- At the grocery store. The stealthy way food is being packaged so that you get smaller and smaller quantities for the same price?
- Because of our demand for year-round produce, the stuff is being picked and shipped in such an unripe state that we seldom even know what the real thing should taste like.
- The way automakers market their cars now, with more and more distracting “safety” gadgets. I think it says something about us that we would rely on things like self braking cars with seats that vibrate when you’re about to stray from your lane. Wake up and take control!
- That we consume so many chemicals in our food that the latest marketing ploy is to state that your product is “free of this” or “free of that” (pick your poison)?
- The comedy of prescription drug ads which extol the product’s virtues, then tell you quickly and quietly a list of horrendous side effects that would make any thinking person have serious doubts.
- The planned obsolescence of things like cellphones and computers so that we need to buy the next bigger and better model? I’ve had the same phone for six years, just use it for the odd call or text, bought the rubber Otter Box for it, dropped it at least a dozen times without damage, and got my bill down to $25 a month.
- How we spend a good chunk of our life’s savings on keeping our cars new and stylish, when, looking back (as I do now that I’m older), we could have spent that money on something far more important?
- That so many of us sit and watch these repetitive reality shows where people are constantly being judged, have to race the clock, seemingly cry on cue so that we can get our vicarious emotional satisfaction?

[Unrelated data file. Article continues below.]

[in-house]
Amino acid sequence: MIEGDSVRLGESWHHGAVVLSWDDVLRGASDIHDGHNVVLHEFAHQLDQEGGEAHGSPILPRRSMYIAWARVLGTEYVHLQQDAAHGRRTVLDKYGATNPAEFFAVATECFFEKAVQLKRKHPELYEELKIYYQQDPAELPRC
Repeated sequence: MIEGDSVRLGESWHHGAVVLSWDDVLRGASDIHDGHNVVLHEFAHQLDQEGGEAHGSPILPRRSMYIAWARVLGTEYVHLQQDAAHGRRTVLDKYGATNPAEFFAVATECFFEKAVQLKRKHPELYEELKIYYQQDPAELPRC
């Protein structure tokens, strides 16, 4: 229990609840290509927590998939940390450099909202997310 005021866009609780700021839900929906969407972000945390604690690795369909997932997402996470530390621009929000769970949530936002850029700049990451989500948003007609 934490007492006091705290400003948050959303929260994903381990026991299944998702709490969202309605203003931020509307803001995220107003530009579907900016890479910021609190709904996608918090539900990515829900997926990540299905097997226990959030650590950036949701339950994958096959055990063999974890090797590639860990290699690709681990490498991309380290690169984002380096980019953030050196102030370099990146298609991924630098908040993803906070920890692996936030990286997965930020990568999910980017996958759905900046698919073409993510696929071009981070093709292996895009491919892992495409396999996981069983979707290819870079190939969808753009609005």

- That there are more and more dangerous and crazy people on our roads?
- That many of those in authority put public safety at risk because of budgetary concerns? (I live in a small town where repeated requests for improvements to a dangerous crosswalk were not acted upon until the morning after the Mayor’s mother was run over.)
Rant finished for now. In the words of Jefferson Airplane:
Don’t you want somebody to love?
Don’t you need somebody to love?
Wouldn’t you love somebody to love?
You better find somebody to love.
Lee Dunn has been writing since the age of 18, but found that work got in the way for the ensuing 48 years. In his home town of Toronto, Ontario, Canada, he reveled in his independence at an early age, and spent as much time as he could exploring the city’s Arts scene. He was introduced to poetry and prose by the works of two literary giants, namely J.R.R. Tolkien and J.W. Lennon and thence fell in love with the written word. His work includes poetry, short fiction, and personal essays, and ranges in theme from the surreal to the horrific, nostalgic, and themes on the human condition. He has been published on Spillwords.com, The Dark Poets Club, Journal of Undiscovered Poets, Crepe & Penn Literary magazine, and the Shelburne Free Press.